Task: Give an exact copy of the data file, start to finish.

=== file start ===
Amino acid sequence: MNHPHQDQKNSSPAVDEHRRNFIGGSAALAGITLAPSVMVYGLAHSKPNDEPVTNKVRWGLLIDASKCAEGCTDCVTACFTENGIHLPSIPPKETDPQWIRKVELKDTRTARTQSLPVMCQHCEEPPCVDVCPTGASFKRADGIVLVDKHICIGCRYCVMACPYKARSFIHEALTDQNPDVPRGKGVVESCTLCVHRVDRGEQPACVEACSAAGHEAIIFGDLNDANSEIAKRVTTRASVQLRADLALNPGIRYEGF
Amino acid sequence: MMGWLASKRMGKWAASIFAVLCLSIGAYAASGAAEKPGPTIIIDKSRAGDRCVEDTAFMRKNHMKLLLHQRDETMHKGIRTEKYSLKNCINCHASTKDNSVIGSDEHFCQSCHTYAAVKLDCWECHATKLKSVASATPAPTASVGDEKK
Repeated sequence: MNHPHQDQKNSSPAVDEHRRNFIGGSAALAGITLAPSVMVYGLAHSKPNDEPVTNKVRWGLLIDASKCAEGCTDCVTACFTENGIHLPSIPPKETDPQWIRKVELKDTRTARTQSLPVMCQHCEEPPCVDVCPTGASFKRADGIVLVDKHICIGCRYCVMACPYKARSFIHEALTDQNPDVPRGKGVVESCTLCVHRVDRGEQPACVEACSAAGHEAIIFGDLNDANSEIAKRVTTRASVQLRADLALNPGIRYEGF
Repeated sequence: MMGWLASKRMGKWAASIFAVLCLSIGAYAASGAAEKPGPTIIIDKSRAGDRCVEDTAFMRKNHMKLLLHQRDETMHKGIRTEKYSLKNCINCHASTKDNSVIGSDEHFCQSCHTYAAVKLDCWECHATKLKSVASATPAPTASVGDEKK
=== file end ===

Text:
Amino acid sequence: MNHPHQDQKNSSPAVDEHRRNFIGGSAALAGITLAPSVMVYGLAHSKPNDEPVTNKVRWGLLIDASKCAEGCTDCVTACFTENGIHLPSIPPKETDPQWIRKVELKDTRTARTQSLPVMCQHCEEPPCVDVCPTGASFKRADGIVLVDKHICIGCRYCVMACPYKARSFIHEALTDQNPDVPRGKGVVESCTLCVHRVDRGEQPACVEACSAAGHEAIIFGDLNDANSEIAKRVTTRASVQLRADLALNPGIRYEGF
Amino acid sequence: MMGWLASKRMGKWAASIFAVLCLSIGAYAASGAAEKPGPTIIIDKSRAGDRCVEDTAFMRKNHMKLLLHQRDETMHKGIRTEKYSLKNCINCHASTKDNSVIGSDEHFCQSCHTYAAVKLDCWECHATKLKSVASATPAPTASVGDEKK
Repeated sequence: MNHPHQDQKNSSPAVDEHRRNFIGGSAALAGITLAPSVMVYGLAHSKPNDEPVTNKVRWGLLIDASKCAEGCTDCVTACFTENGIHLPSIPPKETDPQWIRKVELKDTRTARTQSLPVMCQHCEEPPCVDVCPTGASFKRADGIVLVDKHICIGCRYCVMACPYKARSFIHEALTDQNPDVPRGKGVVESCTLCVHRVDRGEQPACVEACSAAGHEAIIFGDLNDANSEIAKRVTTRASVQLRADLALNPGIRYEGF
Repeated sequence: MMGWLASKRMGKWAASIFAVLCLSIGAYAASGAAEKPGPTIIIDKSRAGDRCVEDTAFMRKNHMKLLLHQRDETMHKGIRTEKYSLKNCINCHASTKDNSVIGSDEHFCQSCHTYAAVKLDCWECHATKLKSVASATPAPTASVGDEKK